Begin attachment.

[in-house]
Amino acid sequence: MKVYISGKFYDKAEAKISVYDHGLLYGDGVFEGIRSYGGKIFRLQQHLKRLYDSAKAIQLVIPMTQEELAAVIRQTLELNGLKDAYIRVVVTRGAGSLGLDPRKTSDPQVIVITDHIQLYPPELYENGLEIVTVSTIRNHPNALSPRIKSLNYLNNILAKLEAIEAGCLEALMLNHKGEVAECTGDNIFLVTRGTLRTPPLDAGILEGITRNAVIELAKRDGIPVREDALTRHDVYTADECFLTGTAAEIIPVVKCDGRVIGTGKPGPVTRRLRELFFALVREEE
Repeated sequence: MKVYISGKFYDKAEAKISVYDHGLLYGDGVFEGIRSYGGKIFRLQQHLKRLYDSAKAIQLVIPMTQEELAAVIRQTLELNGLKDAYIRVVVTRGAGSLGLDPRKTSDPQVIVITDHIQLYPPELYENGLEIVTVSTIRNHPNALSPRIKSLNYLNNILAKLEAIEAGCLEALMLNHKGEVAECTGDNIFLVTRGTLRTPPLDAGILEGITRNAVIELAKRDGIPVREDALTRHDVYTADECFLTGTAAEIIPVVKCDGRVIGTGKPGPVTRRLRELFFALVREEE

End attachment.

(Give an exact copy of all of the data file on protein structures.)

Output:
[in-house]
Amino acid sequence: MKVYISGKFYDKAEAKISVYDHGLLYGDGVFEGIRSYGGKIFRLQQHLKRLYDSAKAIQLVIPMTQEELAAVIRQTLELNGLKDAYIRVVVTRGAGSLGLDPRKTSDPQVIVITDHIQLYPPELYENGLEIVTVSTIRNHPNALSPRIKSLNYLNNILAKLEAIEAGCLEALMLNHKGEVAECTGDNIFLVTRGTLRTPPLDAGILEGITRNAVIELAKRDGIPVREDALTRHDVYTADECFLTGTAAEIIPVVKCDGRVIGTGKPGPVTRRLRELFFALVREEE
Repeated sequence: MKVYISGKFYDKAEAKISVYDHGLLYGDGVFEGIRSYGGKIFRLQQHLKRLYDSAKAIQLVIPMTQEELAAVIRQTLELNGLKDAYIRVVVTRGAGSLGLDPRKTSDPQVIVITDHIQLYPPELYENGLEIVTVSTIRNHPNALSPRIKSLNYLNNILAKLEAIEAGCLEALMLNHKGEVAECTGDNIFLVTRGTLRTPPLDAGILEGITRNAVIELAKRDGIPVREDALTRHDVYTADECFLTGTAAEIIPVVKCDGRVIGTGKPGPVTRRLRELFFALVREEE